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Supporters of disgraced former SAS soldier Ben Roberts-Smith have directed a number of death threats at investigative reporter for The Sydney Morning Herald and The Age Nick McKenzie since May, when a judge ruled in favour of his reporting on alleged war crimes committed by Roberts-Smith.
In June, Justice Anthony Besanko ruled that on the balance of probabilities Roberts-Smith was guilty and complicit in the murder of four unarmed prisoners in Afghanistan.
Nick McKenzie speaks to the media after the verdict was handed down in the Ben Roberts-Smith defamation case.Credit: Janie Barrett
It was a decision several years in the making, following extensive reporting by McKenzie and Chris Masters, who were both subsequently sued for defamation by the former soldier and former Seven Network executive.
“Good morning Nick. I hope you receive the same punishment that Ali Jan allegedly received… just sleep on it mate,” McKenzie was told in a phone message in July, referencing one of the victims of Roberts-Smith.
Members of a Facebook group “We stand with Ben Roberts-Smith VC MG” lobbied others to attend scheduled dates for McKenzie’s and Masters’ book tours in July and August.
The group, which has more than 3700 members, was made private in July after one of its admins, Western Australian woman Linda Deval, was contacted by this masthead over a post claiming it had the support of Roberts-Smith and his family.
A screenshot from the Facebook group.
“Will be there in Canberra July 26th to let him know fear,” read one comment under the username Gary Redman, residing in the NSW town of Bermagui, on a post urging members to attend dates on McKenzie’s book tour.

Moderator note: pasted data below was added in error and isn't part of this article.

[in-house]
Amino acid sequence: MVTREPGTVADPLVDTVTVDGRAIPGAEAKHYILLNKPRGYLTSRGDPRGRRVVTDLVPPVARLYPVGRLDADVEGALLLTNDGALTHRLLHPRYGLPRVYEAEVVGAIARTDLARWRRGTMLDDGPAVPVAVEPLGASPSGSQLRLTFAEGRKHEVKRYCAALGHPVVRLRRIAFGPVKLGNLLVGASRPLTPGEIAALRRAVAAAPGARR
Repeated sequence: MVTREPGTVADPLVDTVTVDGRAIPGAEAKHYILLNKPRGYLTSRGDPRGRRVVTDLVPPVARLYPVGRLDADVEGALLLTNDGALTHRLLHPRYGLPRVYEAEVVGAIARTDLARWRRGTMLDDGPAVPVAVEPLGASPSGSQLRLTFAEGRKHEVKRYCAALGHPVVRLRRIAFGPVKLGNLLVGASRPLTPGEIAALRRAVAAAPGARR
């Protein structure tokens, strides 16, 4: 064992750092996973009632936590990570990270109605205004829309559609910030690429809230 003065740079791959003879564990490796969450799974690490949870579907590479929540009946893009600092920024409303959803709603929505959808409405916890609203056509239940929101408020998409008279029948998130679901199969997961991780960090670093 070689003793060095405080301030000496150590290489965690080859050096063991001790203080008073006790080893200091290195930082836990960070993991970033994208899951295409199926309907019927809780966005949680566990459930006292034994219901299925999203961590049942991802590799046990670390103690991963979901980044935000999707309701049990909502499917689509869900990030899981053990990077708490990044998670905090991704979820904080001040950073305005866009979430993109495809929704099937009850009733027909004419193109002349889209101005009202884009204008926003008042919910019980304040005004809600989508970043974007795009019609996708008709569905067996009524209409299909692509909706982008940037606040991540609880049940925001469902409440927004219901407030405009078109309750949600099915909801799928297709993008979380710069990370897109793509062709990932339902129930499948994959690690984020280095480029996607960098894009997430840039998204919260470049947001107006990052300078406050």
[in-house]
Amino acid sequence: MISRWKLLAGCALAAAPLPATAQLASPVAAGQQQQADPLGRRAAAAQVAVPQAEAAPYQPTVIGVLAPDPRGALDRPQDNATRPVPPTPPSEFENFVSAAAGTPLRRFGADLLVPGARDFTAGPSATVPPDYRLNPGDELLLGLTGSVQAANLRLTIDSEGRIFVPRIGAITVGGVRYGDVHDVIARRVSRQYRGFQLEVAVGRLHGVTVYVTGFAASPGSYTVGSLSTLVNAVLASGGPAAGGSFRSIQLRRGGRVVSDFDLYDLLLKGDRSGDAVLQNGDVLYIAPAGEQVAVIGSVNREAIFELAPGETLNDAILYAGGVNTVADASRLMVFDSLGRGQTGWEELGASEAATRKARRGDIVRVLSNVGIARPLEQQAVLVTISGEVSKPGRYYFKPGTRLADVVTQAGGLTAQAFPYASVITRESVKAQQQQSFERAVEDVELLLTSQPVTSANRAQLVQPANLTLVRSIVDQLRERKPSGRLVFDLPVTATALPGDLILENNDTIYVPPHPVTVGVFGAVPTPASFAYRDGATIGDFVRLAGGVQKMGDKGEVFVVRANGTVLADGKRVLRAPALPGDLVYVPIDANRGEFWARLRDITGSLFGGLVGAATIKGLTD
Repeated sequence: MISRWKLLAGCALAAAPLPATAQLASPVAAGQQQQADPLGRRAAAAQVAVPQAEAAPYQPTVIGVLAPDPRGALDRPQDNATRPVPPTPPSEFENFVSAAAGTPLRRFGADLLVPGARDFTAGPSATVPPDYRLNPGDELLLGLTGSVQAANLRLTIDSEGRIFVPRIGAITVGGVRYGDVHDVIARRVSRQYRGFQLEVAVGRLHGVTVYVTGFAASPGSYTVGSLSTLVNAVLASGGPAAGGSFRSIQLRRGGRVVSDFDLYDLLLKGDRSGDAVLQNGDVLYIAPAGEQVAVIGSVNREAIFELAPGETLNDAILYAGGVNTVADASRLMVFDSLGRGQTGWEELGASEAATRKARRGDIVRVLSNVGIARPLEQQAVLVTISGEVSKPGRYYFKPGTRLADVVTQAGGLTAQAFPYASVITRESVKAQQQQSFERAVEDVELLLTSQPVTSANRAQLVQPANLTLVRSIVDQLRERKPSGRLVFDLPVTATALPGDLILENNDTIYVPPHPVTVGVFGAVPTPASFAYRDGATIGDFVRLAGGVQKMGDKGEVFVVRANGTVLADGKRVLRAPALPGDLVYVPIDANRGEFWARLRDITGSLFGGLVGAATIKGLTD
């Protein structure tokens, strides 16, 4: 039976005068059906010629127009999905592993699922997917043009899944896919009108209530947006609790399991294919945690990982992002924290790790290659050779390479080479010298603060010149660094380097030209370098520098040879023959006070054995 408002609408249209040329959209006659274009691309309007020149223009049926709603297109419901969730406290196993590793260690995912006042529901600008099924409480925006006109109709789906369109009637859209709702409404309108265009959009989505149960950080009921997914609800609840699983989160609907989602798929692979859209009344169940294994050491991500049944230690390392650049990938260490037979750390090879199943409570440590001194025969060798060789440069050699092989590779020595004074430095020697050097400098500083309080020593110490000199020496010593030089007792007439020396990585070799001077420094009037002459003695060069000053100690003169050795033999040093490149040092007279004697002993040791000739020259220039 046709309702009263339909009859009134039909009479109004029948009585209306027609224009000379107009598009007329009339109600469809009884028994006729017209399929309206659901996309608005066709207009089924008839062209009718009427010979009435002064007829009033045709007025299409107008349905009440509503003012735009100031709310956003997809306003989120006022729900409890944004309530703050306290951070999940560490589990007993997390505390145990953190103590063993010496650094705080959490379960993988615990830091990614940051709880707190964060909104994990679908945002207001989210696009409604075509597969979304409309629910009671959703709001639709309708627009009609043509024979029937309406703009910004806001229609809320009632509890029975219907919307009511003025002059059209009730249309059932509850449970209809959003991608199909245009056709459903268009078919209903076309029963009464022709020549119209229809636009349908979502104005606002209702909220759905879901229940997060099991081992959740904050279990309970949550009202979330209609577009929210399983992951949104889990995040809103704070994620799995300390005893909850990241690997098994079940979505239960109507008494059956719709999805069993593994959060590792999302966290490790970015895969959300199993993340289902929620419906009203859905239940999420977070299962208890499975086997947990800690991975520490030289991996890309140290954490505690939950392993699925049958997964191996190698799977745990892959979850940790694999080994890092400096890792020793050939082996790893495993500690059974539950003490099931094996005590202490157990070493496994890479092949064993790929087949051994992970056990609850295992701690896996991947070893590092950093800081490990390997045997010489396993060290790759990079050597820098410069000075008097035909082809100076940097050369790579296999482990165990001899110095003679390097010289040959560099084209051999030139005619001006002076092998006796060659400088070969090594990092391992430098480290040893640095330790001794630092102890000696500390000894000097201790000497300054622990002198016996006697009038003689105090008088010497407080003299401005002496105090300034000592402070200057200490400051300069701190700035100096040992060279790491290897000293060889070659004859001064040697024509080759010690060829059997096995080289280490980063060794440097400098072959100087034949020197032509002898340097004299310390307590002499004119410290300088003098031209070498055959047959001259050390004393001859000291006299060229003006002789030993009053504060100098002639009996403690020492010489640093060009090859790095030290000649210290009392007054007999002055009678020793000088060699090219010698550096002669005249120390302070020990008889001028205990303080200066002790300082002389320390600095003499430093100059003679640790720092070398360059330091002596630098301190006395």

“Do everyone a favour and walk in front of a bus you piece of scum,” read an email sent directly to McKenzie from an account under the name Gary Redman.
Redman purchased a ticket to one of McKenzie’s public tour events at the Australian National University, however according to security advice, was excluded from attending the event.
Post on the We stand with Ben Roberts-Smith VC MG Facebook group
A comment on Facebook.
McKenzie said: “I’ve had many veterans contact me with messages of support, including special forces soldiers, who have read my book and realise it celebrates the brave SAS whistleblowers and witnesses who stood up to Roberts-Smith and who represent the military moral majority.
“I’ve also been issued multiple threats of death and violence from people who haven’t bothered to do any research and who fire themselves up in social media echo chambers. Some of the attacks are aimed at my family, which is revolting.”
A Meta spokesperson said keeping people safe on its apps was critical and that it continued to invest in technology to keep abuse off its platforms. The company said it doesn’t allow death threats, hate speech or calls for violence on Facebook and Instagram.
None of the examples provided to Meta were deemed breaches of its policies against online abuse, this masthead understands. “We have a dedicated safety website to support journalists in having a safe experience on our platform so they continue their important work,” Meta’s spokesperson said.
In August, prominent neo-Nazi Thomas Sewell voiced support for Roberts-Smith at a meeting held at Altona RSL in suburban Melbourne. Sewell and others chanted “Heil Ben Roberts-Smith” and “down with Nick McKenzie”.
An appeal by Roberts-Smith over the decision is set to be heard in the Federal Court in February.
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